I have sent you a few photos of our Corvette’s front bumper. To me, it appears that the crease in the center of the bumper is sticking up too much, as if one side, or the other, has been pushed back. The bumper, itself, actually appears to fit the body of the car pretty well. What do you think? We are going to have the bumper rechrommed, so do we need to do something about changing the crease? And, if we do that, do you think it will still fit the body when it is place back on the car?
Thank you for your message.
Though it is hard to tell, your bumper shape could be the result of several things.
It definitely looks uneven from the pics you sent me. It could be that it was that way from the factory, quality control not being the greatest in those days.
It could have been a replacement bumper, installed at a later date. Most factory replacement chrome parts were actually “service” grade, in that they were not up to the standards of installation on a new vehicle, but were good enough to use as factory part original equipment replacements as the vehicles got older.
It might have also been reworked after it was bent in a collision. To check for this, look for miss- matched bracket welds that do not seem consistent with other welds. Also, look for marks made by an air tool such as an air hammer or chisel on the inside of the bumper itself, and any waviness along the flat surfaces of the bumper.
I noticed on your image #0349, the bolt holes for the front bracket do not seem even with the tip of the crease. The bracket appears offset slightly to the left of the crease. It might have been repositioned after work was done to the bumper, and not attached to the correct location.
Since Corvettes are fiberglass, the bumpers must be fit to the car, not the other way around. To get my rear bumpers to fit for example, 1/16″ cuts were made to the upper and lower surfaces at the corners, the bumpers mounted, and delicately hammered and bent to shape the curve of the rear corners of the car. The cuts were then filled with brass, and polished out before re-plating.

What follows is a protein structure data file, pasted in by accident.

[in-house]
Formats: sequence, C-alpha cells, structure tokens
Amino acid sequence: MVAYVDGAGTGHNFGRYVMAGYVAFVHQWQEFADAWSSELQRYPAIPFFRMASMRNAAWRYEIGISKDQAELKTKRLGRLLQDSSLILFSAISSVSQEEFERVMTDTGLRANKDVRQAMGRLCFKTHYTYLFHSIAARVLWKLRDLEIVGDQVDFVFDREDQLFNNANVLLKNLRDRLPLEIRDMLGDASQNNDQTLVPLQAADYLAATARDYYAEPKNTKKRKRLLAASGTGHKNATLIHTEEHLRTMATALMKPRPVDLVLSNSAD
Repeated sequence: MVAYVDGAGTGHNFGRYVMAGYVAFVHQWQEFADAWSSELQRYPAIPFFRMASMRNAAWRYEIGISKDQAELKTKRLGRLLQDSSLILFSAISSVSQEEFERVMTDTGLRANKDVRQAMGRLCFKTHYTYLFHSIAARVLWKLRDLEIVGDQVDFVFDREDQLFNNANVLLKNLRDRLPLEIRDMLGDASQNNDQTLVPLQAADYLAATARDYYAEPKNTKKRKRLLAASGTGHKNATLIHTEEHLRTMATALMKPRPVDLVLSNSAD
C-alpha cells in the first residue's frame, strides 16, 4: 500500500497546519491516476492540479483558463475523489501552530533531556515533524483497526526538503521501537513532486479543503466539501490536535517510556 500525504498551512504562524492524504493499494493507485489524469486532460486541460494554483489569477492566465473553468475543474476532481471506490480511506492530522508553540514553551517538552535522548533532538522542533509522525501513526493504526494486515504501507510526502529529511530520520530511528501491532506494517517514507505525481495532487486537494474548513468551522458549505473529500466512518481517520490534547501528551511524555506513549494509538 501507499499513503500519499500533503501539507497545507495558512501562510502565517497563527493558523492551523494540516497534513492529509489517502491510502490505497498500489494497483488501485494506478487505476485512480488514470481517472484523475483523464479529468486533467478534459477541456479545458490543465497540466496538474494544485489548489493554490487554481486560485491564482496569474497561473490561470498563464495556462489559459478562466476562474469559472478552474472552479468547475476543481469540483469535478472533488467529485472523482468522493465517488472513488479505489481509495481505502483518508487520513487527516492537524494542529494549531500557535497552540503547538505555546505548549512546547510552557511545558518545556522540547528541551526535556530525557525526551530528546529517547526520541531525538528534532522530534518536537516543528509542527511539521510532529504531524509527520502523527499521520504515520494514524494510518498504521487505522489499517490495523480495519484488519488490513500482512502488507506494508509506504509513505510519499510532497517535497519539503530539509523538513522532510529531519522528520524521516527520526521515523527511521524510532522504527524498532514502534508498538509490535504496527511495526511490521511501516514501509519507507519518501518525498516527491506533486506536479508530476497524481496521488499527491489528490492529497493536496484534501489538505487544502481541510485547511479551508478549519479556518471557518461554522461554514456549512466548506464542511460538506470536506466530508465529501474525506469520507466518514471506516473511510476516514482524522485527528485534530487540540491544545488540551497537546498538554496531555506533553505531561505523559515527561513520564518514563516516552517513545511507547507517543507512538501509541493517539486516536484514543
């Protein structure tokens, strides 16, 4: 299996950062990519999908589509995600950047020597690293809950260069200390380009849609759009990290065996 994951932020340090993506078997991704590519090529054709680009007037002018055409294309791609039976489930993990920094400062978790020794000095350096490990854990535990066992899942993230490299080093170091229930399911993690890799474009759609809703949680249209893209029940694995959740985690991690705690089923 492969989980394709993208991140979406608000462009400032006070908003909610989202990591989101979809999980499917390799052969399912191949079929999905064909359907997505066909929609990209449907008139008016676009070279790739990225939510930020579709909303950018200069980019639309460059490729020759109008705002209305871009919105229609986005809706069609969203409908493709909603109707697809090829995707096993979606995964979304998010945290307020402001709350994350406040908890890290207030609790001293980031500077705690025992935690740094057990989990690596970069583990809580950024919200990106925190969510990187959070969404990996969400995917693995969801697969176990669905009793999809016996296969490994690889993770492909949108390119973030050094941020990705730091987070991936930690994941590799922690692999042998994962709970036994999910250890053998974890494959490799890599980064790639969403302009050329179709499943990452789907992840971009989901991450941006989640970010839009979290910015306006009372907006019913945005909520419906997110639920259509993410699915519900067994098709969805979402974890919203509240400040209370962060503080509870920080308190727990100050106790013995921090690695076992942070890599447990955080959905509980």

Front bumpers are even more tricky, and since your bumper fits okay, you may just want to leave it alone.
Does the crease match the tip of the nose of your car, or is it off to one side? What about the ends, are they even on both fenders, or has one side been shimmed out excessively? You should look at different Corvettes, and see how they are supposed to fit.
As a rather expensive option, if yours looks way off, you might consider getting a replacement bumper from Ecklers or somewhere, re-chroming that, and mounting it. You will find that the chrome on replacement or service parts as mentioned above is not of show quality. If you are going to the trouble of doing proper triple plating show chrome with dressed edges, you might as well chrome everything or the lesser finishes will stand out.
Finally, if you have access to an excellent restoration shop that has experience in working on Corvettes, and can also get show chrome done, I would suggest that you show it to your shop and see what can be done. Chances are it might involve making cuts into the bumper, mounting the bumper to the car, and working the steel to fit the shape of your car after numerous trial fits. The cuts, if made, are then filled and the triple plating hides any evidence of work. This too can be a little costly, but will guarantee a perfect fit.
You should also paint the insides of your bumpers with a good rust preventative paint, I used Tremclad aluminum. They will rust again as water gets trapped inside them, especially around the brackets. Wax the fresh chrome surfaces with pure (NO cleaner) Carnuba wax, and NEVER use metal polish on them, or any compounds that have abrasives or polishes in them, these will dissolve or wear off the soft nickel finish. Only dust chrome parts, and delicately soap them when washing your car (never rub you bumpers).